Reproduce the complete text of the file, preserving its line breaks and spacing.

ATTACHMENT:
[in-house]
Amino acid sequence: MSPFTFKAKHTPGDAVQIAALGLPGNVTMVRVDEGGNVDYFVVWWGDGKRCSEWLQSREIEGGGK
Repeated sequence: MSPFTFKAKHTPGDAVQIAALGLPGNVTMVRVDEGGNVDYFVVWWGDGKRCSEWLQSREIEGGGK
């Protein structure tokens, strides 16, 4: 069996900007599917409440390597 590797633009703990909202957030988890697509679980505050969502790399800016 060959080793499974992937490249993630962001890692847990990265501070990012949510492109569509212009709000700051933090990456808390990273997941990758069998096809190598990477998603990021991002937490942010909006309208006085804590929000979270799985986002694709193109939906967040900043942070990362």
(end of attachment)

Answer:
[in-house]
Amino acid sequence: MSPFTFKAKHTPGDAVQIAALGLPGNVTMVRVDEGGNVDYFVVWWGDGKRCSEWLQSREIEGGGK
Repeated sequence: MSPFTFKAKHTPGDAVQIAALGLPGNVTMVRVDEGGNVDYFVVWWGDGKRCSEWLQSREIEGGGK
């Protein structure tokens, strides 16, 4: 069996900007599917409440390597 590797633009703990909202957030988890697509679980505050969502790399800016 060959080793499974992937490249993630962001890692847990990265501070990012949510492109569509212009709000700051933090990456808390990273997941990758069998096809190598990477998603990021991002937490942010909006309208006085804590929000979270799985986002694709193109939906967040900043942070990362």